After a lengthy battle, theme park Madurodam has recently secured approval from the city council of The Hague for its expansion, even though its previous expansion was allowed on the condition of no further expansions into the Scheveningse Bosjes—Scheveningen Forest, a public park. The expansion into the park is the reason many people disagree with the plan; they feel that green space should not be sacrificed for tourism. Estimates say that at least 100 trees will have to be cut down for the current plan, which calls for a 6,000m² enlargement.
Earlier plans were aiming for 42,000m² and 17,000m². The 6,000m² compromise is the main reason that several parties in the city council, who were against earlier plans for expansion, now voted to allow Madurodam to expand. Some parties are against the current plans and several nearby residents’ organizations are planning a protest.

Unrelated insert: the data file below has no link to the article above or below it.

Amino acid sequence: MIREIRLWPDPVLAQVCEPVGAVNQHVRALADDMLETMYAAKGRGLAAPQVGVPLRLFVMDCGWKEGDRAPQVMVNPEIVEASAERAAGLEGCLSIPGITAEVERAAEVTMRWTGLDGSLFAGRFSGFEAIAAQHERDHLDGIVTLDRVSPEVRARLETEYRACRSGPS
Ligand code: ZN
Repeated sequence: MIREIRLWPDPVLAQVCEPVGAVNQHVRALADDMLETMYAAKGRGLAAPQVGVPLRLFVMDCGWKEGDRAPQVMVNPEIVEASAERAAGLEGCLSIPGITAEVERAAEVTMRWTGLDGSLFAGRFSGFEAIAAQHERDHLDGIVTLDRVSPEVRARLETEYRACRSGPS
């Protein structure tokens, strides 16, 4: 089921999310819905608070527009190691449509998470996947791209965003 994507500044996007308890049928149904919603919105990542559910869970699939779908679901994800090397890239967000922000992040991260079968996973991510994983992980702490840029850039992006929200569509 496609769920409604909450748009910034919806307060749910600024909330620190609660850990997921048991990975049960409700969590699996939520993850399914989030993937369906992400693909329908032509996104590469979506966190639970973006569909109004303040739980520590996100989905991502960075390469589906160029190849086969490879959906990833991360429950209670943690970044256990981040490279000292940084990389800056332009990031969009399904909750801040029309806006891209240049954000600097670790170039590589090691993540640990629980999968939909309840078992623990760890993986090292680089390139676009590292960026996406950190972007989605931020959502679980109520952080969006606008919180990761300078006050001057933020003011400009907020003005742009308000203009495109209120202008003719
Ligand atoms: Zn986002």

But I say: why compromise at all?
In this case, we should be able to have our cake, and eat it, too. Take a look at the Bosco Verticale tower in Milan. It’s a set of towers that hosts over 900 trees in their 111 and 76-meter heights. It proves that buildings and green space can integrate beautifully.
One winter evening I was inspired and did a quick Photoshop of how Madurodam could expand without taking away from the Scheveningse Bosjes—even adding trees to the current stock. It’s not great in terms of artistic quality, but the point is that I think it should be doable to allow a Madurodam expansion without the negative consequences. It would keep the owners of the park, as well as the city council and residents happy. Not to mention the trees!